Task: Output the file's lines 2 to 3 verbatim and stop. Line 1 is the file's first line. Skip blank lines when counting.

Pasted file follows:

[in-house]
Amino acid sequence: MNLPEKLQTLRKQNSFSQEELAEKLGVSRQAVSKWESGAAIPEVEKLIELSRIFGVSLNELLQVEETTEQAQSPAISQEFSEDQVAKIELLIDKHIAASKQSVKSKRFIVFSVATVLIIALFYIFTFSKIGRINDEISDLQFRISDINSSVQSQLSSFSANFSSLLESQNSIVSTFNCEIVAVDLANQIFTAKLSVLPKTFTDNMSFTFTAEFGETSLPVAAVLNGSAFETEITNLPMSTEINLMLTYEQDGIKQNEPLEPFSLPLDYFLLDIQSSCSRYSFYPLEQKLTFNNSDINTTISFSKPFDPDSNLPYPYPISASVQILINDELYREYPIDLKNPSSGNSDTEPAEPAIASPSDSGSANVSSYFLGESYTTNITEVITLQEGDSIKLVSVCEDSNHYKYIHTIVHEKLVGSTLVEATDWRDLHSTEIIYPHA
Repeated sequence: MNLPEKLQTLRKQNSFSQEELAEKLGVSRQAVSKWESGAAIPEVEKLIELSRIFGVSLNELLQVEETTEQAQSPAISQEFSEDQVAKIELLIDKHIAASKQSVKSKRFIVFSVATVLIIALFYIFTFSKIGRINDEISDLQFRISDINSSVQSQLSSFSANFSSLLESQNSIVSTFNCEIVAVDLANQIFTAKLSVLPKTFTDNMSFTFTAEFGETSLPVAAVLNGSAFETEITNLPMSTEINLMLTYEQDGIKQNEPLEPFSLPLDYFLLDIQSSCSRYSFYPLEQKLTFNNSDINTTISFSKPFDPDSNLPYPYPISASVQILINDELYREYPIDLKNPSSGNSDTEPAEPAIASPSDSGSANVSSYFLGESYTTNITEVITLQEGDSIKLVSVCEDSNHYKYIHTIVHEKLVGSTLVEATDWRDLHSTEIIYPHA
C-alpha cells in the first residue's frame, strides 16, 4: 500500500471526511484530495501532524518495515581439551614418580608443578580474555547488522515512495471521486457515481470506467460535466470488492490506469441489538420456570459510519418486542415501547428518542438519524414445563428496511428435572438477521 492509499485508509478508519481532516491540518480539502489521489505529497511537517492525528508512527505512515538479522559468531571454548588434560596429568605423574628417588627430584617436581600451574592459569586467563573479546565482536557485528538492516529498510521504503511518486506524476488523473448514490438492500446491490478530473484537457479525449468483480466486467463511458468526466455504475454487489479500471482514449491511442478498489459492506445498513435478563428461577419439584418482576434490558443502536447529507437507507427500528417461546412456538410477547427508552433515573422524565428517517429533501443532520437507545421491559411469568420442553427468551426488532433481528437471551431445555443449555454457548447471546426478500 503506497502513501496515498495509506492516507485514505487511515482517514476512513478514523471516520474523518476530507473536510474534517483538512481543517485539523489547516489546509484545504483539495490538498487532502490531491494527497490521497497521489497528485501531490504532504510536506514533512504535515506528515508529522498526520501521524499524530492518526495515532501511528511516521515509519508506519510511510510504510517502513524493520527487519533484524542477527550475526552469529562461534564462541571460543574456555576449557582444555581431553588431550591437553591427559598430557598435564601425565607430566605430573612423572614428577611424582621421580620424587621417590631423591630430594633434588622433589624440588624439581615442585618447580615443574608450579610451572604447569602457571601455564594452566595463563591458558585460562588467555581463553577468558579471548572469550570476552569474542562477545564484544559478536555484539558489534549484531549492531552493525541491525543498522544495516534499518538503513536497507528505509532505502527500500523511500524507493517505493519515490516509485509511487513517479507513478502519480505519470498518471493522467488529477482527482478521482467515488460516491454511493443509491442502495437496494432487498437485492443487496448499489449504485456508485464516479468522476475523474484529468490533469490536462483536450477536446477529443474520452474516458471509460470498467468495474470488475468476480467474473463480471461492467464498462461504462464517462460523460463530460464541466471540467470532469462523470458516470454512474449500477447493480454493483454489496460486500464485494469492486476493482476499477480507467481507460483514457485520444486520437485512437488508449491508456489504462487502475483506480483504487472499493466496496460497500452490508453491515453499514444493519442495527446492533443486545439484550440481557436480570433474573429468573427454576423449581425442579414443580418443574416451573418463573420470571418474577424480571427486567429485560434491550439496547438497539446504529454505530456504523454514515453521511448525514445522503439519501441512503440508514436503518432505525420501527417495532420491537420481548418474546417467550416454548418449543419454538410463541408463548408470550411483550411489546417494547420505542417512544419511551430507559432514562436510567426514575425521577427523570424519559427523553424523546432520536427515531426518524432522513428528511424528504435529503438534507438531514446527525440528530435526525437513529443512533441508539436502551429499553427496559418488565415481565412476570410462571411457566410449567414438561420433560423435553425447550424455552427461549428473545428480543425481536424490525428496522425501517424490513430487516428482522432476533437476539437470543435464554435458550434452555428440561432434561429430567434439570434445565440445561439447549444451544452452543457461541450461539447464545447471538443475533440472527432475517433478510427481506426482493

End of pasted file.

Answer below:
Amino acid sequence: MNLPEKLQTLRKQNSFSQEELAEKLGVSRQAVSKWESGAAIPEVEKLIELSRIFGVSLNELLQVEETTEQAQSPAISQEFSEDQVAKIELLIDKHIAASKQSVKSKRFIVFSVATVLIIALFYIFTFSKIGRINDEISDLQFRISDINSSVQSQLSSFSANFSSLLESQNSIVSTFNCEIVAVDLANQIFTAKLSVLPKTFTDNMSFTFTAEFGETSLPVAAVLNGSAFETEITNLPMSTEINLMLTYEQDGIKQNEPLEPFSLPLDYFLLDIQSSCSRYSFYPLEQKLTFNNSDINTTISFSKPFDPDSNLPYPYPISASVQILINDELYREYPIDLKNPSSGNSDTEPAEPAIASPSDSGSANVSSYFLGESYTTNITEVITLQEGDSIKLVSVCEDSNHYKYIHTIVHEKLVGSTLVEATDWRDLHSTEIIYPHA
Repeated sequence: MNLPEKLQTLRKQNSFSQEELAEKLGVSRQAVSKWESGAAIPEVEKLIELSRIFGVSLNELLQVEETTEQAQSPAISQEFSEDQVAKIELLIDKHIAASKQSVKSKRFIVFSVATVLIIALFYIFTFSKIGRINDEISDLQFRISDINSSVQSQLSSFSANFSSLLESQNSIVSTFNCEIVAVDLANQIFTAKLSVLPKTFTDNMSFTFTAEFGETSLPVAAVLNGSAFETEITNLPMSTEINLMLTYEQDGIKQNEPLEPFSLPLDYFLLDIQSSCSRYSFYPLEQKLTFNNSDINTTISFSKPFDPDSNLPYPYPISASVQILINDELYREYPIDLKNPSSGNSDTEPAEPAIASPSDSGSANVSSYFLGESYTTNITEVITLQEGDSIKLVSVCEDSNHYKYIHTIVHEKLVGSTLVEATDWRDLHSTEIIYPHA